…As we can see from the desperate economic and fiscal woes of California, New Jersey, New York and other states with dominant public unions; this has become a major problem for the U.S. economy and smaller “d” democratic governance. The agenda for American political reform needs to include the breaking of public unions’ power to capture an even larger share of private income.

Thanks for those snips, Doug.

The real thanks however, go to Cuyahoga Falls Mayor Don Robart who had the courage to say what needs to be said. Every trend change starts with 1, a single person willing to do something different.

I am aware of no other mayors expressing those views. Moreover, Cuyahoga Falls, is a fair sized city, close to 50,000 in the last census. Good luck mayor, we wish you well.

Voters Say No To Tax Hikes In Colorado Springs

In Colorado Springs, Colorado City removes trash cans, streetlights to save cash.

If you come to a neighborhood park in Colorado Springs, plan on bringing your own trash bags. To save money, the city has removed the trash cans.

Need to catch a bus? Don’t try on evenings or weekends. The city has cut that service, too. And when the sun goes down, Colorado Springs is going to look a little bit dimmer. Crews are removing a third of the city’s streetlight to save money on electricity and light bulbs.

It’s not a new concept in Colorado Springs, touted on some Web sites as a “libertarian paradise.” The city’s garbage collection, zoo and philharmonic are all privately funded.

The city is even auctioning off its police helicopters on the Internet.

The problem with this response is stopping garbage collection in parks will not save much. The real meat on the bone is union wages and pensions. However, the fact that the city’s garbage collection, zoo and philharmonic are all privately funded is certainly welcome.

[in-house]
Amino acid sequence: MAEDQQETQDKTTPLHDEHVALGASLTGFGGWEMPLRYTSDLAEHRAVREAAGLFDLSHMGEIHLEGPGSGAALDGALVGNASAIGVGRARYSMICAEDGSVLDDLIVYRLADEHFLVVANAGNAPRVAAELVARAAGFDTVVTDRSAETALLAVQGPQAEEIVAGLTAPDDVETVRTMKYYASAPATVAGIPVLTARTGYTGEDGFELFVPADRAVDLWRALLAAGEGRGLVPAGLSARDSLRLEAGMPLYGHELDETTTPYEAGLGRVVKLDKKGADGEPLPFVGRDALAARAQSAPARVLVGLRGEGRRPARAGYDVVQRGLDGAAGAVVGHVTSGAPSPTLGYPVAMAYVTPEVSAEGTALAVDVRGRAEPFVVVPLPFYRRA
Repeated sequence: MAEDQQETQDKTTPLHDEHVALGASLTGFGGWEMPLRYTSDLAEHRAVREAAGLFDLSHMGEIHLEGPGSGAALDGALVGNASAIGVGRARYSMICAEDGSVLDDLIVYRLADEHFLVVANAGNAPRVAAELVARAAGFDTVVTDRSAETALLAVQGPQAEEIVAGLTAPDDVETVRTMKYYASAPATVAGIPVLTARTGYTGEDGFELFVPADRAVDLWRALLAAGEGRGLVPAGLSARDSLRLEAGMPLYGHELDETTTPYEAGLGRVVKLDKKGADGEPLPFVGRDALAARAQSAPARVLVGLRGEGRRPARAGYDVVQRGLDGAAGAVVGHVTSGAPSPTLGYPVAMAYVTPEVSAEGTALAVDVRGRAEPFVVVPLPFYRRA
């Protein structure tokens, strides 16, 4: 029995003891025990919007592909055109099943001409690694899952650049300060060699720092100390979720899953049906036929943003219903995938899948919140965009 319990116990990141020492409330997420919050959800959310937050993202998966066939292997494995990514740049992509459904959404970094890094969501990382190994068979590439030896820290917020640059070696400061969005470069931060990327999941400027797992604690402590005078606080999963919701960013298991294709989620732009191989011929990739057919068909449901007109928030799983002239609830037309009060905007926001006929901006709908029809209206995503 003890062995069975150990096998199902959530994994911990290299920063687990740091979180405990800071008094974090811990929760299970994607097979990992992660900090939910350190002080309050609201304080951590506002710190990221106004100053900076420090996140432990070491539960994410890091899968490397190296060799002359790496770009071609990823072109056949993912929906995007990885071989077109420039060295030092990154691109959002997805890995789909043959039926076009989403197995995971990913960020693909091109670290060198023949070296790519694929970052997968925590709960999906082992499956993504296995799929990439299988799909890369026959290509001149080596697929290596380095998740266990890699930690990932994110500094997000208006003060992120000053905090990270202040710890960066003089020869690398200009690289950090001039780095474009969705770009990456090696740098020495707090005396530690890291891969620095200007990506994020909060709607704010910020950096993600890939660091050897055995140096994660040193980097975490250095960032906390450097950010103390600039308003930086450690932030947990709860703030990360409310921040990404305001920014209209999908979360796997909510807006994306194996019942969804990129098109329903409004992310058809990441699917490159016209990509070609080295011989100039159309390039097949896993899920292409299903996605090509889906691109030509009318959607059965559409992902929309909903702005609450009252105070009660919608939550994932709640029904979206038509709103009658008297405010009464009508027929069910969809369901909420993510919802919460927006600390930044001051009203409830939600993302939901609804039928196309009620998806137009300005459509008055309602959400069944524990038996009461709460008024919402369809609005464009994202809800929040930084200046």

Colorado Springs needs to take the next step of privatizing the fire department, or better yet, going to a volunteer fire department.

Change Comes To Jersey City

In Hudson County New Jersey, Members of Jersey City MUA and Incinerator Authority have to start paying toward health insurance.

Members of the Jersey City Municipal Utilities Authority and Jersey City Incinerator Authority may have to start paying for their health benefits.

Councilman Steven Fulop tried to introduce ordinances Wednesday night that would have eliminated the benefits altogether, but failed to muster the necessary votes.

The council instead introduced a measure, backed by Mayor Jerramiah T. Healy, that would limit health insurance to the member and eliminate family coverage.

The board members would also have to pay 20 percent of the cost of the premium. Currently, the agency foots the entire bill.